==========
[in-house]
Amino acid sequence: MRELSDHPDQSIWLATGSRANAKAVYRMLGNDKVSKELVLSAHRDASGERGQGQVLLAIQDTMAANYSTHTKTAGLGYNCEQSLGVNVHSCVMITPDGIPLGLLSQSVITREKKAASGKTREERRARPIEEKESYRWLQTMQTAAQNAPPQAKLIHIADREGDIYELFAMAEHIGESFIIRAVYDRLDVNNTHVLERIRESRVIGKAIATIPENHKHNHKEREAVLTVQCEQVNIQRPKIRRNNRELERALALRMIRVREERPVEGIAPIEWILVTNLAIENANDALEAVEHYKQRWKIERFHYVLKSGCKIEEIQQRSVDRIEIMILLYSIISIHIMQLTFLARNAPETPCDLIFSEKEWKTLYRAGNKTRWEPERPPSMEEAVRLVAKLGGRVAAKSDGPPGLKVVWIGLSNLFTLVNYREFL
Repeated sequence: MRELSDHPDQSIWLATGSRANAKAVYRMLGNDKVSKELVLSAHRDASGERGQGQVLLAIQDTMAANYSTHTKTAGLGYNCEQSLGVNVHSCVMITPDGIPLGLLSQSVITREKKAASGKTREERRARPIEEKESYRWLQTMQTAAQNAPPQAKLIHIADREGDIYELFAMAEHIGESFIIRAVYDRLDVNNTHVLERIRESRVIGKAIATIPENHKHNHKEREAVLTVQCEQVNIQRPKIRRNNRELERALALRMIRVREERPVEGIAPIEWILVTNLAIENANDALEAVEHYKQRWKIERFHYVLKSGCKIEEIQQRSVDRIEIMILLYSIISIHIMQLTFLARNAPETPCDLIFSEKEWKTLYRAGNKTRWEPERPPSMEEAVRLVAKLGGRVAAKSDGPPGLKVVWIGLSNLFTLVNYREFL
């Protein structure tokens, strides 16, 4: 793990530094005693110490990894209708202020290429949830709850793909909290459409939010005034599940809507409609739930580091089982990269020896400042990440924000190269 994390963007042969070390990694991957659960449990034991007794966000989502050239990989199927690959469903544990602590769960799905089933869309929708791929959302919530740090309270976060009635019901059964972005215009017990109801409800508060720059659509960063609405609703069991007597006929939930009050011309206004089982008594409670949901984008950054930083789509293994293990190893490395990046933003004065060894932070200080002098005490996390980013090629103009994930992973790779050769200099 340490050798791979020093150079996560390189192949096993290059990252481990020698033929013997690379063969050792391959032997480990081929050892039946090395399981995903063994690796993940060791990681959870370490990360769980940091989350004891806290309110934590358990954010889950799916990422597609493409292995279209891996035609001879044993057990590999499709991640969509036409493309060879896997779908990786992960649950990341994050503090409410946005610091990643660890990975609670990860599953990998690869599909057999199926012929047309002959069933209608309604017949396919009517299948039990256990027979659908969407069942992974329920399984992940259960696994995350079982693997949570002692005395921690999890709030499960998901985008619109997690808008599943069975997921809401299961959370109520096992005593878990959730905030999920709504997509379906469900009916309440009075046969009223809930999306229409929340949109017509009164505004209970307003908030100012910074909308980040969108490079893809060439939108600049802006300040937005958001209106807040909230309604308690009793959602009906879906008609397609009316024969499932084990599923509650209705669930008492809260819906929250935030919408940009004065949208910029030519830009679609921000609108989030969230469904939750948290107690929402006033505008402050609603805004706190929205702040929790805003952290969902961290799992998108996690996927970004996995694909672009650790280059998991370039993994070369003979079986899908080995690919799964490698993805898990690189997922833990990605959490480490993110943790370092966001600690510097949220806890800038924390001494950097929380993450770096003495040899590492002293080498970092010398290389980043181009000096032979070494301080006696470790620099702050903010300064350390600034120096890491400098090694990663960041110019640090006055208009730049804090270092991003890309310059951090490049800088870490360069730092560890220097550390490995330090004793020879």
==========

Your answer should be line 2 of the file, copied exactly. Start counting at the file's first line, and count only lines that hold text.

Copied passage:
Amino acid sequence: MRELSDHPDQSIWLATGSRANAKAVYRMLGNDKVSKELVLSAHRDASGERGQGQVLLAIQDTMAANYSTHTKTAGLGYNCEQSLGVNVHSCVMITPDGIPLGLLSQSVITREKKAASGKTREERRARPIEEKESYRWLQTMQTAAQNAPPQAKLIHIADREGDIYELFAMAEHIGESFIIRAVYDRLDVNNTHVLERIRESRVIGKAIATIPENHKHNHKEREAVLTVQCEQVNIQRPKIRRNNRELERALALRMIRVREERPVEGIAPIEWILVTNLAIENANDALEAVEHYKQRWKIERFHYVLKSGCKIEEIQQRSVDRIEIMILLYSIISIHIMQLTFLARNAPETPCDLIFSEKEWKTLYRAGNKTRWEPERPPSMEEAVRLVAKLGGRVAAKSDGPPGLKVVWIGLSNLFTLVNYREFL